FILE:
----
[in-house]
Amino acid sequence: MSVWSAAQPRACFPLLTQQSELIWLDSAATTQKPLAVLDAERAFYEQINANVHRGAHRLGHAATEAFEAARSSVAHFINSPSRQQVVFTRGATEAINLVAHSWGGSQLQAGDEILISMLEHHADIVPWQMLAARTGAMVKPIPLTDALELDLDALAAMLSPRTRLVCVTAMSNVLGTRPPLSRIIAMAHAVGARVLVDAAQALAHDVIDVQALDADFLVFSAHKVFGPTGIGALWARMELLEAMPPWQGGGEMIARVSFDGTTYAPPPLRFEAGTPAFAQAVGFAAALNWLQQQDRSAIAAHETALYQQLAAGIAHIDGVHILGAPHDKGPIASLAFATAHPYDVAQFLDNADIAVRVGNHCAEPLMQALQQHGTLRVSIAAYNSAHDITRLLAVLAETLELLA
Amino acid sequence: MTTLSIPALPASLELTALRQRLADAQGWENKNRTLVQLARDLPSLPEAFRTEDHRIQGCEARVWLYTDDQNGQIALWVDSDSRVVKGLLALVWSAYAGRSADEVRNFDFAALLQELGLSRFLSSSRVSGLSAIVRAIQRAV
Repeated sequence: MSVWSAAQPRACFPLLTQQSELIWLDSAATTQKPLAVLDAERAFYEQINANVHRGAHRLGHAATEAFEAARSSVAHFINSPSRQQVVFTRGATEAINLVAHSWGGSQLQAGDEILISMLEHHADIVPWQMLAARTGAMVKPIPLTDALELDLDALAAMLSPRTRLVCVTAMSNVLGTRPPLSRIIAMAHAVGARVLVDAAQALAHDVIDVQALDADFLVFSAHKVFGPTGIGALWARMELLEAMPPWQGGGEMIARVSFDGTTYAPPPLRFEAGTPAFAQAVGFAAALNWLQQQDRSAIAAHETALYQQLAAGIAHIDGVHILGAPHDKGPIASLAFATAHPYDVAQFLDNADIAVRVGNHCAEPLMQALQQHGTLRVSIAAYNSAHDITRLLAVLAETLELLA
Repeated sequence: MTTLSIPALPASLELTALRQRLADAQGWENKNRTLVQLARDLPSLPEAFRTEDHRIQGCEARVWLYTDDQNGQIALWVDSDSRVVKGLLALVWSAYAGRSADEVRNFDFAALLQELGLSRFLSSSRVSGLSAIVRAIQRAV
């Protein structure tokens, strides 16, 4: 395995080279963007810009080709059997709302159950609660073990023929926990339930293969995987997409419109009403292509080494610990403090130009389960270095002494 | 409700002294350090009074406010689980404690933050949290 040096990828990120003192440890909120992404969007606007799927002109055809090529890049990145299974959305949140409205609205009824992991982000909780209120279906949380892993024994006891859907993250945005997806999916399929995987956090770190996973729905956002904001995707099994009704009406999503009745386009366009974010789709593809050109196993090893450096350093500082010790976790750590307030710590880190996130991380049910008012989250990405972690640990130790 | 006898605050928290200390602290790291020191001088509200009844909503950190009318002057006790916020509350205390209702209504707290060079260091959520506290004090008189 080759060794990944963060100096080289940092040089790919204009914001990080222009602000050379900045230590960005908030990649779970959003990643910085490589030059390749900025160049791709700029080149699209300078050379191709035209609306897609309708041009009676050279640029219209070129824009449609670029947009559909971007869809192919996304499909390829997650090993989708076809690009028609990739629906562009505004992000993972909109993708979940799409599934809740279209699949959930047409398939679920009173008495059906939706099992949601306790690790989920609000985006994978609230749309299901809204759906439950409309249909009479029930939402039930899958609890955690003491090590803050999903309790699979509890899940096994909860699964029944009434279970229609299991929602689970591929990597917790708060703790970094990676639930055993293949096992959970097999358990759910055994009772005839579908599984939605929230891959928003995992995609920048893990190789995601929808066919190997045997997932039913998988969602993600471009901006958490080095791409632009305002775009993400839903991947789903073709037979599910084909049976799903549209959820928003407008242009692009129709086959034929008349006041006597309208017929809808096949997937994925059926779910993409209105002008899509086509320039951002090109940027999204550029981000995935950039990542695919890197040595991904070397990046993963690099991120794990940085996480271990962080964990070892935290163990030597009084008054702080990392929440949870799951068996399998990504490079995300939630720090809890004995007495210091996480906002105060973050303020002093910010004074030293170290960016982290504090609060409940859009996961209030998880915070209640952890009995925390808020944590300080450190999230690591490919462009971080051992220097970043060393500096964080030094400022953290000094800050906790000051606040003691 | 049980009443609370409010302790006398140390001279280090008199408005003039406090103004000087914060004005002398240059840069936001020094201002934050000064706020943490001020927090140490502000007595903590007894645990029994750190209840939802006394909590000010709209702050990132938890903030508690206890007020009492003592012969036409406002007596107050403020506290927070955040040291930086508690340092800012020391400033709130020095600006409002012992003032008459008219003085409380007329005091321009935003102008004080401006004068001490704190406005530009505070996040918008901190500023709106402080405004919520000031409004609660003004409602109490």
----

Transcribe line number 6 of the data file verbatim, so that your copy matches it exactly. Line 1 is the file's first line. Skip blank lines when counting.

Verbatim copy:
């Protein structure tokens, strides 16, 4: 395995080279963007810009080709059997709302159950609660073990023929926990339930293969995987997409419109009403292509080494610990403090130009389960270095002494 | 409700002294350090009074406010689980404690933050949290 040096990828990120003192440890909120992404969007606007799927002109055809090529890049990145299974959305949140409205609205009824992991982000909780209120279906949380892993024994006891859907993250945005997806999916399929995987956090770190996973729905956002904001995707099994009704009406999503009745386009366009974010789709593809050109196993090893450096350093500082010790976790750590307030710590880190996130991380049910008012989250990405972690640990130790 | 006898605050928290200390602290790291020191001088509200009844909503950190009318002057006790916020509350205390209702209504707290060079260091959520506290004090008189 080759060794990944963060100096080289940092040089790919204009914001990080222009602000050379900045230590960005908030990649779970959003990643910085490589030059390749900025160049791709700029080149699209300078050379191709035209609306897609309708041009009676050279640029219209070129824009449609670029947009559909971007869809192919996304499909390829997650090993989708076809690009028609990739629906562009505004992000993972909109993708979940799409599934809740279209699949959930047409398939679920009173008495059906939706099992949601306790690790989920609000985006994978609230749309299901809204759906439950409309249909009479029930939402039930899958609890955690003491090590803050999903309790699979509890899940096994909860699964029944009434279970229609299991929602689970591929990597917790708060703790970094990676639930055993293949096992959970097999358990759910055994009772005839579908599984939605929230891959928003995992995609920048893990190789995601929808066919190997045997997932039913998988969602993600471009901006958490080095791409632009305002775009993400839903991947789903073709037979599910084909049976799903549209959820928003407008242009692009129709086959034929008349006041006597309208017929809808096949997937994925059926779910993409209105002008899509086509320039951002090109940027999204550029981000995935950039990542695919890197040595991904070397990046993963690099991120794990940085996480271990962080964990070892935290163990030597009084008054702080990392929440949870799951068996399998990504490079995300939630720090809890004995007495210091996480906002105060973050303020002093910010004074030293170290960016982290504090609060409940859009996961209030998880915070209640952890009995925390808020944590300080450190999230690591490919462009971080051992220097970043060393500096964080030094400022953290000094800050906790000051606040003691 | 049980009443609370409010302790006398140390001279280090008199408005003039406090103004000087914060004005002398240059840069936001020094201002934050000064706020943490001020927090140490502000007595903590007894645990029994750190209840939802006394909590000010709209702050990132938890903030508690206890007020009492003592012969036409406002007596107050403020506290927070955040040291930086508690340092800012020391400033709130020095600006409002012992003032008459008219003085409380007329005091321009935003102008004080401006004068001490704190406005530009505070996040918008901190500023709106402080405004919520000031409004609660003004409602109490």